During Ordinary time the Lectionary invites RCIA participants and the believing community to hear and to reflect on Jesus’ stories and teachings from his everyday ministry. This week’s readings confront us with God’s active mercy and its effect.
In the first reading, the Exodus writers show that God’s mercy is always present to the Israelites, no matter what they do. God sought out Abraham and made a covenant with him long before God delivered the Israelites from Egypt. Moses reminds God to remain faithful to the covenant and to show mercy to the people have broken it. The Lectionary editors chose this reading to compliment Jesus’ three parables of loss-and-finding.
The second reading is from the first letter to Timothy, which we will hear for the next several weeks. The section immediately before today’s reading instructs Timothy on his duty to restrain false and useless teaching. In the section we hear today, the author (speaking as Paul) gives his own experience as a “blasphemer and persecutor” to show that even those opposed to sound doctrine can be converted through the “abundant grace of the Lord.” God’s abundant grace exists for us even before we know we need it.
The gospel presents three parables about people who experience loss: the shepherd who lost a sheep, a woman who lost a coin, and a father who lost a son.
- What is a parable? The Greek word παραβολή (pah-rah-boh-LAY) means “to throw one thing next to another thing” to create a comparison. Parables are not allegories; they do not have only one interpretation. Parables are ambiguous–they ask more questions than they answer. When Jesus tells a parable, he challenges his hearers to compare their actions or attitudes with those in the story.
- The audience and context. Jesus addresses today’s parables to the Pharisees and scribes–good Jews who kept the covenant laws. Jesus tells these parables after the Pharisees and scribes criticize Jesus for “welcoming sinners and eating with them.”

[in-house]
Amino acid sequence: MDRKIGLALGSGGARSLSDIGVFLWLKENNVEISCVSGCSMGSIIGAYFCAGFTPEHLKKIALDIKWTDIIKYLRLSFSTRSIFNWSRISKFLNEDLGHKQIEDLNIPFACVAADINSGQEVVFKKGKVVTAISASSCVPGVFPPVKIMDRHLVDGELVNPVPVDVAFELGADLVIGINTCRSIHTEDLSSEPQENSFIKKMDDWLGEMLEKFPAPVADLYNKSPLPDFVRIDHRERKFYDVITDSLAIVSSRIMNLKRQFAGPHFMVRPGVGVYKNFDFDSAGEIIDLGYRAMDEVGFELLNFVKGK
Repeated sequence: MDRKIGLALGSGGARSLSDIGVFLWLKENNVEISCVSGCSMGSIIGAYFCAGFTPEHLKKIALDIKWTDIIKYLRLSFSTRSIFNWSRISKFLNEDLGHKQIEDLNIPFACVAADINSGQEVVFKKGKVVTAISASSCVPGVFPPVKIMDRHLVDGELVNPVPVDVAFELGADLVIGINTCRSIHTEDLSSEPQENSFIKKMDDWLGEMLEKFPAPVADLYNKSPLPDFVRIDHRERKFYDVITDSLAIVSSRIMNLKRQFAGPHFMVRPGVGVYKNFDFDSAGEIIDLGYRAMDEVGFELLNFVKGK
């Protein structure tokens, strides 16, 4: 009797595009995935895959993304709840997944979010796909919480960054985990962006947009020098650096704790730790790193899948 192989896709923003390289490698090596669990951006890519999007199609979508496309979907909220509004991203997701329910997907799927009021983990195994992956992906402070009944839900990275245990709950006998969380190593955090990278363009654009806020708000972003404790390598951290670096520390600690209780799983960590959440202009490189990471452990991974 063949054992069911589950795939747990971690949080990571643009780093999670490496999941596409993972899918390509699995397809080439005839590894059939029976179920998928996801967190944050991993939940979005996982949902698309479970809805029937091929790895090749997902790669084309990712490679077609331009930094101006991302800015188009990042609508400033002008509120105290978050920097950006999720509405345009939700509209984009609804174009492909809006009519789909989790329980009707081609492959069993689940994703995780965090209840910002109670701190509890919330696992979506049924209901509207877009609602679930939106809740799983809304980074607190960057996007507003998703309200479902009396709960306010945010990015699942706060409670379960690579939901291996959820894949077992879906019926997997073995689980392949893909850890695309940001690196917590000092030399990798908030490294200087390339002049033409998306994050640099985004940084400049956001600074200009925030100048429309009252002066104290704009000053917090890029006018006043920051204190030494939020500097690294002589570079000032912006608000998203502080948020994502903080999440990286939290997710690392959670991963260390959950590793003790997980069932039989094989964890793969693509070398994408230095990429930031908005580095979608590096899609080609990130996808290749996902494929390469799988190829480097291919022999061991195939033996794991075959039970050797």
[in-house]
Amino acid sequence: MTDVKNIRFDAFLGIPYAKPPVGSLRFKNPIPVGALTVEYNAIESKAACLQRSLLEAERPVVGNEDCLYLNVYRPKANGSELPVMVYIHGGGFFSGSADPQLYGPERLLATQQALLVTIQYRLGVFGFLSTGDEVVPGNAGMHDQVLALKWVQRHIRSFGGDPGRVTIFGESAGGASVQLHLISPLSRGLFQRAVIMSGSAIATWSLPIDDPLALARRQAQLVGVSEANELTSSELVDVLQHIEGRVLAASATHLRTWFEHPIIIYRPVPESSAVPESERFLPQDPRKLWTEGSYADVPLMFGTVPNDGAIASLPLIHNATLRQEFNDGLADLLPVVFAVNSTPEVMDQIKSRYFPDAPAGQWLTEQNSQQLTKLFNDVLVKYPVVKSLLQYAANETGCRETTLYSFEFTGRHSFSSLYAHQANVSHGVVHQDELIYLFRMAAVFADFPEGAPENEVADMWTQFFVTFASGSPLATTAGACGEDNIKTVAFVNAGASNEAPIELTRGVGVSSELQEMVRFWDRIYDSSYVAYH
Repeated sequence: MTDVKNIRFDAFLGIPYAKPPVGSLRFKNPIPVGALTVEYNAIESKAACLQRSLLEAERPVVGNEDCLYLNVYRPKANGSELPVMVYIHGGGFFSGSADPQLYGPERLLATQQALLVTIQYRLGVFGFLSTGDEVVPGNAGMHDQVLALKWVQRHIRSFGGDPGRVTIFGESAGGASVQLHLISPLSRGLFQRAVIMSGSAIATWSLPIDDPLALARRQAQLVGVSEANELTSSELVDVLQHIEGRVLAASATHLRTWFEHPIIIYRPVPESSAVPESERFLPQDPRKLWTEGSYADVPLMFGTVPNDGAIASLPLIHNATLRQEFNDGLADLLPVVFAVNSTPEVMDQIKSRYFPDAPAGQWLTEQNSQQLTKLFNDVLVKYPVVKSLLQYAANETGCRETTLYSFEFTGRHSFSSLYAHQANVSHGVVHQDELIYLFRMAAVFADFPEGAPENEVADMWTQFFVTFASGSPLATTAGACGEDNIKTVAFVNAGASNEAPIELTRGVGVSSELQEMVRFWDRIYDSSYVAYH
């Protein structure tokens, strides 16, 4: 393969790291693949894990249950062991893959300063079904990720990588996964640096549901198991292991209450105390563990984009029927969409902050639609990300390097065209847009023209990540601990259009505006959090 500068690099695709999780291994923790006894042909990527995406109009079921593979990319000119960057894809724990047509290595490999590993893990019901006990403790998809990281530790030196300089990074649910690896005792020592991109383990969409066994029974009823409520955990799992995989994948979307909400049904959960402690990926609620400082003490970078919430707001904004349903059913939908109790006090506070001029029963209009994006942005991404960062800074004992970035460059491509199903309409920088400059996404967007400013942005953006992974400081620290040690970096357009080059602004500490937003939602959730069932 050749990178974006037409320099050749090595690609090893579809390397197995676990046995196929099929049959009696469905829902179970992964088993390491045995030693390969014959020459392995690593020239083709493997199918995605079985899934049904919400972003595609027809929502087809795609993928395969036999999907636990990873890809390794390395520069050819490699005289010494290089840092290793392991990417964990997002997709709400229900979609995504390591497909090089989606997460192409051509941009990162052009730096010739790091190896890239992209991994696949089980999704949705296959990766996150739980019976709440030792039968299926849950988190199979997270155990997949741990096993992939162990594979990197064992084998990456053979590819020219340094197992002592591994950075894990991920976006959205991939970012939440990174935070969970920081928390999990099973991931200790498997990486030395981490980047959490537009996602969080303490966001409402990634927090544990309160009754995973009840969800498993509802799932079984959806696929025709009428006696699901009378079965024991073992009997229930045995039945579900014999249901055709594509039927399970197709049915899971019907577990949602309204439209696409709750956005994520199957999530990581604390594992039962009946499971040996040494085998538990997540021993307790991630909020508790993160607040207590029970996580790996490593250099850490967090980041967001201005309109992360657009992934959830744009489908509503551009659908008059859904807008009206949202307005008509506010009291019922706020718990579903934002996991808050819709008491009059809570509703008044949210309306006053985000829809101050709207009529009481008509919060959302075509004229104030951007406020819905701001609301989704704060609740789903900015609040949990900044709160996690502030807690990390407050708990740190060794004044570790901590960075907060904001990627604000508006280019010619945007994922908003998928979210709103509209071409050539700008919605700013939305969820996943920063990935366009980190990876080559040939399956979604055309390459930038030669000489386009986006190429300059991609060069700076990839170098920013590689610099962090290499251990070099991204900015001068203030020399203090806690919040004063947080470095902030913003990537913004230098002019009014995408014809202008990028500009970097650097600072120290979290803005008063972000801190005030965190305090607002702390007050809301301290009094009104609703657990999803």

- An interpretation. The three parables focus on the actions of a person who has lost something or someone–how the shepherd, the woman, and the father react to the loss. The person who loses the sheep, coin, or son first searches. Only after finding the sheep, coin, and son, does the person rejoice, gather friends, neighbors, and family, and celebrate the finding. Jesus seems to be asking the Pharisees and scribes why, as recognized religious people, they don’t act: search out the lost and restore the “sinners” to God and the community. These religious leaders instead criticize Jesus, who searches out the lost, and, on finding them (“welcomes them”), rejoices and celebrates (“eats with them”)–offering mercy, discipleship, and a place at the table in the God’s kingdom.
Today’s readings remind RCIA participants and the believing community that we are in a relationship with a God-who-searches. After humans initially broke this relationship, God searched and found others (Abraham and his descendants) to continue the relationship. The Timothy author describes God’s overflowing abundance of grace, from God who sought out Paul. Through parables and actions Jesus tells the Pharisees and scribes (and us) that God’s mercy is active, not passive. God doesn’t say, “You know where to find me,” or “Call me when you’re ready to talk.” God actively searches for the lost. As disciples of the God-who-actively-seeks-the-lost, we also must practice active mercy and active searching. Do we search out the ones whom we know are lost, or do we wait for the lost to find us? If we don’t search and find, how can we rejoice and celebrate?